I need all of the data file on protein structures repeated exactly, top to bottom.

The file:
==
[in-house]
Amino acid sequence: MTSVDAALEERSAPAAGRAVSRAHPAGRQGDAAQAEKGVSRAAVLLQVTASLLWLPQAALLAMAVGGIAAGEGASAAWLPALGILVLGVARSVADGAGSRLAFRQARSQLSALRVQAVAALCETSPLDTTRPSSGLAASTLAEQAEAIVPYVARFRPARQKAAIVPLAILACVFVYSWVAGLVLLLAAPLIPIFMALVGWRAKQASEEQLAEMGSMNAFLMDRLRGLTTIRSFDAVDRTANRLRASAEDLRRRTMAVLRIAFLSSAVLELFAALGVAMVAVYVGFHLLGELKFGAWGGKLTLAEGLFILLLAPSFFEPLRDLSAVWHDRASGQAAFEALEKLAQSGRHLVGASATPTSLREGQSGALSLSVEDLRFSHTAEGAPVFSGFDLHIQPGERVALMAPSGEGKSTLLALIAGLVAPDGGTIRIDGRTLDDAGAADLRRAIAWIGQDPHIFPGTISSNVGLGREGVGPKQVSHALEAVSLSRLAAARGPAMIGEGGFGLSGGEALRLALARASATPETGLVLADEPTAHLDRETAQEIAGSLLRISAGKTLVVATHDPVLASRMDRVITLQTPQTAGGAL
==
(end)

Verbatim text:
[in-house]
Amino acid sequence: MTSVDAALEERSAPAAGRAVSRAHPAGRQGDAAQAEKGVSRAAVLLQVTASLLWLPQAALLAMAVGGIAAGEGASAAWLPALGILVLGVARSVADGAGSRLAFRQARSQLSALRVQAVAALCETSPLDTTRPSSGLAASTLAEQAEAIVPYVARFRPARQKAAIVPLAILACVFVYSWVAGLVLLLAAPLIPIFMALVGWRAKQASEEQLAEMGSMNAFLMDRLRGLTTIRSFDAVDRTANRLRASAEDLRRRTMAVLRIAFLSSAVLELFAALGVAMVAVYVGFHLLGELKFGAWGGKLTLAEGLFILLLAPSFFEPLRDLSAVWHDRASGQAAFEALEKLAQSGRHLVGASATPTSLREGQSGALSLSVEDLRFSHTAEGAPVFSGFDLHIQPGERVALMAPSGEGKSTLLALIAGLVAPDGGTIRIDGRTLDDAGAADLRRAIAWIGQDPHIFPGTISSNVGLGREGVGPKQVSHALEAVSLSRLAAARGPAMIGEGGFGLSGGEALRLALARASATPETGLVLADEPTAHLDRETAQEIAGSLLRISAGKTLVVATHDPVLASRMDRVITLQTPQTAGGAL